Being out, greeting people, who are out and smiling and enjoying life

There are are many nice things that the summer offers us. What a shame to turn away from such gifts. 

But, we have an unfortunate ability to often waste the good things in life. We make poor choices - for example, choosing to focus on the dark side of life, instead of basking in the light that the summer brings. We look for enemies and potential enemies and intrigue and only feel whole when we indeed find them.

But instead of feeling whole,
We get a hole in the pits of our stomachs
And our lives become filled with holes
Empty holes
That are so very far from holy
in this Holy Land

These first few weeks of summer have been weeks of craving darkness, characterized by enemy-paranoia. Darkness about the intentions of the activists on the Second Freedom Flotilla, darkness about the intentions of the 'fly-ins', darkness about the Palestinians move toward Statehood, darkness and paranoia about the way the 'whole world' perceives us.

Of course some of these activists from abroad actively want to see us destroyed. Of course some of these demonstrators want to demonstrate their hate of us. I am not advocating ignoring real threats where real threats occur. If we have concrete knowledge that someone is out to harm innocent people, then yes, of course s/he should/must be stopped, for violence against innocents should never be tolerated.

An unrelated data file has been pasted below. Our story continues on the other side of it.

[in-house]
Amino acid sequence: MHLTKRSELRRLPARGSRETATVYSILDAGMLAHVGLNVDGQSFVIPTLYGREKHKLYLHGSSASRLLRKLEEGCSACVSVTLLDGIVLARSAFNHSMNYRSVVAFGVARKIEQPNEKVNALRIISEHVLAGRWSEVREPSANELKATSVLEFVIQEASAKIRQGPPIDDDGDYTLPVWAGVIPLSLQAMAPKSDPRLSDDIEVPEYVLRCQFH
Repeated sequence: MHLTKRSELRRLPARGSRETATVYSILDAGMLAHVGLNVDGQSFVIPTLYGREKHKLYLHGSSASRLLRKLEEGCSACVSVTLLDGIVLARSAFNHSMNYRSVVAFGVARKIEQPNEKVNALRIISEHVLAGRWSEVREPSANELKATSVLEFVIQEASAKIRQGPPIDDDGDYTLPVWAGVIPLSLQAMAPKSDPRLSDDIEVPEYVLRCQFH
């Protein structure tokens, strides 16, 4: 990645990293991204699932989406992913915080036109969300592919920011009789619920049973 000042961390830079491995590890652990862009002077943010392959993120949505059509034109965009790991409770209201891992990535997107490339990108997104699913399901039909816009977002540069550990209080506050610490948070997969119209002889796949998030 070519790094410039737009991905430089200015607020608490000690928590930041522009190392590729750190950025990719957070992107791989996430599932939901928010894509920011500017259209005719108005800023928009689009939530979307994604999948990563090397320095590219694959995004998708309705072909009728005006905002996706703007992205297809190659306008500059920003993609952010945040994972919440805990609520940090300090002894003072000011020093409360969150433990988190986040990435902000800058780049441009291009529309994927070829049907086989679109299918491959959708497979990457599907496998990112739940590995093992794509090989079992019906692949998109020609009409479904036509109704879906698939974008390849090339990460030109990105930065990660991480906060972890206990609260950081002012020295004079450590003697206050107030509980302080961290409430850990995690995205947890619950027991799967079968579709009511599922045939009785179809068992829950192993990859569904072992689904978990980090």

But I cannot advocate turning every person and every act into a threat, just because the person or the act is focused on bringing an end to the dark Occupation, and the darker siege in Gaza. Non-violent protest and civil disobedience work against the darkness of these injustices, and help us believe that there is a light at the end of the tunnel. That the summer breeze can herald winds of needed change, for the Palestinians, but also so desparately for us.

We can spend this summer, holed up in the basements of fear, afraid to look at others in a different light. We can go to the beach, not to enjoy the waves and the incredible sunset, but to bury our heads in the sand.

But we can also make a different choice.

We can greet Israelis, Palestinians and internationals from around the world, even those who may have different opinions and beliefs than we do, with a real interest and willingness to engage in open dialogue, with open ears and open hearts. We can talk, not threaten. We can sit together, not deport. We can be together during these wonderful summer months, trying to learn about one another and to see one another in a different, less threatening light, that may then bring us some hope of continued warmth, even after the summer months are gone.